Reaction of Seven Foliage Plants to Sodium Hypochlorite Fumes or Drenches

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University of Florida,
Central Florida Research and Education Center-Apopka
CFREC-Apopka Research Report RH-92-25

R.T. Poole and R.W. Henley*

Sodium hypochlorite (NaOCl) is an effective algicide often used to clean greenhouse structures. Solution fumes do not seem to harm foliage plants, but plants are usually exposed to the algicide briefly during production, depending on rate of algae regrowth. NaOCl, in low concentrations, is also commonly used to control algae growth in ebb and flow systems with no detrimental effects. However, when NaOCl is used in swimming pool water quality maintenance, plantscapes around spas and pools are constantly exposed to NaOCl, in the air and from splashing, at higher rates than in closed watering systems. The two experiments described below were conducted to determine the reaction of seven foliage plants receiving a one-time sodium hypochlorite drench or constant fumes for one week.

Materials and Methods

Species tested were Dizygotheca elegantissima (false aralia), Dracaena deremensis 'Janet Craig' ('Janet Craig' dracaena), Ficus benjamina (weeping fig), Ficus elastica 'Robusta' ('Robusta' rubber tree), Homalomena 'Emerald Gem' ('Emerald Gem' homalomena), Philodendron scandens oxycardium (heart-leaf philodendron) and Polyscias fruticosa (Ming aralia). All were good quality ready-for-sale plants obtained from local nurseries. Plants had been grown in 4, 6, 8 or 10-inch pots, depending on species, using various commercial growing media.

Experiment 1 measured plant sensitivity to NaOCl solution fumes. Upon arrival at CFREC-Apopka, plants were placed in 10 x 10 x 8 ft rooms for a 1 week period. Light intensity in rooms, from cool white fluorescent lights, was 200 ft-c and air temperature was maintained at 75F. Plants in rooms spent the week enclosed in sealed airtight 1 x 1 x 2 ft glass containers with a 100 ml beaker holding 50 ml sodium hypochlorite solution (5.25% active ingredient by weight) or unenclosed on floor of rooms.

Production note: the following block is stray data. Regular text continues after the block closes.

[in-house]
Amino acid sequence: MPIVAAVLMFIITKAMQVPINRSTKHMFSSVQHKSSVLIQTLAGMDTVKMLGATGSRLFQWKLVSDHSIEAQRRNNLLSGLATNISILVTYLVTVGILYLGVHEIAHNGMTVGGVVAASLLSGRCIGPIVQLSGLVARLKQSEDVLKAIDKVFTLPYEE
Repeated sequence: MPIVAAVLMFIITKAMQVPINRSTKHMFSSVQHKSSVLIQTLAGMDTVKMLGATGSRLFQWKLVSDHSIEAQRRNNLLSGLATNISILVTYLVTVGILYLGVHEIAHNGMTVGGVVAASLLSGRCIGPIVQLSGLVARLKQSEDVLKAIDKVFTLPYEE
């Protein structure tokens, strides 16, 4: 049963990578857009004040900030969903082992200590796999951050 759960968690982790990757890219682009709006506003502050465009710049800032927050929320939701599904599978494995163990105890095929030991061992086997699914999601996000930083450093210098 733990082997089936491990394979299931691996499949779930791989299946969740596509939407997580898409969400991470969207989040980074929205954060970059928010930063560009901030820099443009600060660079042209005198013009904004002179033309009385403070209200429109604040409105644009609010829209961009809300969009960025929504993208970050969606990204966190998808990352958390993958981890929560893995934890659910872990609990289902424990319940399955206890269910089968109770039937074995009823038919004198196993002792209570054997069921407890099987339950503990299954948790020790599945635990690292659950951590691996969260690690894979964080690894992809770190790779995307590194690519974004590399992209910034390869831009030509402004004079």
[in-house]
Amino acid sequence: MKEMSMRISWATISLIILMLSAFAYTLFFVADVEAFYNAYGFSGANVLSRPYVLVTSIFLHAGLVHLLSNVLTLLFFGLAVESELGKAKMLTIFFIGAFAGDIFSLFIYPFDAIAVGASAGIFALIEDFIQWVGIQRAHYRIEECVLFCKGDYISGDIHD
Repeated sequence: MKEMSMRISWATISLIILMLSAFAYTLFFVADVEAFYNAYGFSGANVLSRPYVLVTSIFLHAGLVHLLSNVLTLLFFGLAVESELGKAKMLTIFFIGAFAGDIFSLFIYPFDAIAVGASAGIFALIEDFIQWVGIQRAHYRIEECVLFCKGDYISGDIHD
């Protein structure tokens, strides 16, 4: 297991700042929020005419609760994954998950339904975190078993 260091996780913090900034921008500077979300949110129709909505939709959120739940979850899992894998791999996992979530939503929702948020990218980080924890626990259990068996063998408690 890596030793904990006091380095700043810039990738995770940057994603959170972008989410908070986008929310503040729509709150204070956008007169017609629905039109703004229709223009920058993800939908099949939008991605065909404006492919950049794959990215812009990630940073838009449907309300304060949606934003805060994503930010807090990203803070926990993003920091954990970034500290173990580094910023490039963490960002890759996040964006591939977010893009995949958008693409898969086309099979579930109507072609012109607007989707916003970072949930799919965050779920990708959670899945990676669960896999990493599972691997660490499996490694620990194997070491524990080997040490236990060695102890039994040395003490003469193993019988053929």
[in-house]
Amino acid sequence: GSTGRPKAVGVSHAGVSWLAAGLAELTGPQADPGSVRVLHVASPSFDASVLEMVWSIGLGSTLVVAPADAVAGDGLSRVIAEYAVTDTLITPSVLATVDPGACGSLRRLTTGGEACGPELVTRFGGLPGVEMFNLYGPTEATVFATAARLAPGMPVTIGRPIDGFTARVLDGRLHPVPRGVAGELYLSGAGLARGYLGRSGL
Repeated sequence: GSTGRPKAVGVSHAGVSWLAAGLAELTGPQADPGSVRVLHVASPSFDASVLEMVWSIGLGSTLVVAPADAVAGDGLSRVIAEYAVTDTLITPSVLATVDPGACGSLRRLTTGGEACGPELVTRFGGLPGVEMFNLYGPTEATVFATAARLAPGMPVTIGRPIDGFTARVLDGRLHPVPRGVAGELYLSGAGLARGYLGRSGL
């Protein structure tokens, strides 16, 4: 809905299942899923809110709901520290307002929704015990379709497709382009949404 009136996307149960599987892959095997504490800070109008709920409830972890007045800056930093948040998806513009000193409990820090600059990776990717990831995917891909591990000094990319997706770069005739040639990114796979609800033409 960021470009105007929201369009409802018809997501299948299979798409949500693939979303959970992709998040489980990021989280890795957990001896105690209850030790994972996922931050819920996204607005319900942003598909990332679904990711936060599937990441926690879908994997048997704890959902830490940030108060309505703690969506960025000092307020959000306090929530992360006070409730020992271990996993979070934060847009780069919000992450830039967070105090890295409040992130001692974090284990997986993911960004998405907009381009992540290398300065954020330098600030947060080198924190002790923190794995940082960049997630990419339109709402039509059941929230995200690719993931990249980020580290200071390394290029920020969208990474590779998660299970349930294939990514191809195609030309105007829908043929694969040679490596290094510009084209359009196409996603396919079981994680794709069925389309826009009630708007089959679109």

Experiment 2 tested reactions to sodium hypochlorite drenches. Soon after arrival at CFREC-Apopka, plants were placed in 10 x 10 x 8 ft rooms, adjacent to rooms used in experiment 1, where they were maintained for a 1 week period. As in experiment 1, light intensity in rooms was 200 ft-c and air temperature was 75F.

Growing medium of plants was drenched with 20% of a 5 % sodium hypochlorite solution or tap water. Amount of solution each plant received was determined by pot size. Plants in 4-inch pots received 50 ml, 6-inch pots got 100 ml, 8-inch pots got 150 ml and plants in 10-inch pots were drenched with 200 ml of 20% of a 5% sodium hypochlorite solution or tap water.

After one week in rooms, plants were moved to a greenhouse where maximum light intensity was 1500 ft-c and air temperatures ranged from 65 to 90F. Plants were maintained in greenhouses for up to two months in order to evaluate effects of treatments. When visible signs of damage were fully developed on individual species that were sensitive, those plants were graded. Plant grades were determined based on a scale of 1 = dead, 2 = poor, unsalable, 3 = fair, salable, 4 = good quality and 5 = excellent quality. Inspection and evaluation dates are given in Table 1.

In experiment 1, NaOCl fumes did not appear to harm any of the 7 species tested. Plants enclosed with fumes were not visibly damaged and quality was unaffected by treatment.

Results of experiment 2 showed recent and new growth on 'Emerald Gem' homalomena and Ming aralia receiving drenches was necrotic. Necrosis was severe enough to degrade quality of both species from excellent to poor. The 5 other species tested were unaffected by drench treatments.

Based on these experiments, 'Emerald Gem' homalomena and Ming aralia would be inappropriate for inclusion in plantscapes situated close enough to be splashed with chlorinated pool or spa water.


*Professor of Plant Physiology, and Professor of Environmental Horticulture and Extension Specialist, respectively, Central Florida Research and Education Center-Apopka, 2807 Binion Road, Apopka, FL 32703-8504.


Table 1. Dates when fume and drench treatments were initiated and dates when foliage was inspected for damage for the eight species used two experiments initiated on 30 April and concluded on 30 June 1992.

Plant Date treatedz Date
inspected
Dizygotheca elegantissima 30 Apr to 7 May 10 Jun
Dracaena deremensis
'Janet Craig'
27 May to 4 Jun 10 Jun
Ficus benjamina 1 Jun to 8 Jun 10 Jun
Ficus elastica
'Robusta'
23 Apr to 30 Apr 10 Jun
Homalomena
'Emerald Gem'
30 Apr to 7 May 10 Jun
Philodendron scandens
oxycardium
2 Jun to 9 Jun 30 Jun
Polyscias fruticosa 16 Apr to 23 Apr 28 Apr

zPlants placed in rooms for one week were either drenched with 20% NaOCl solution when placed in rooms, enclosed in airtight glass containers with 50 ml NaOCL for the entire 7 day period or were part of control groups which received no NaOCI.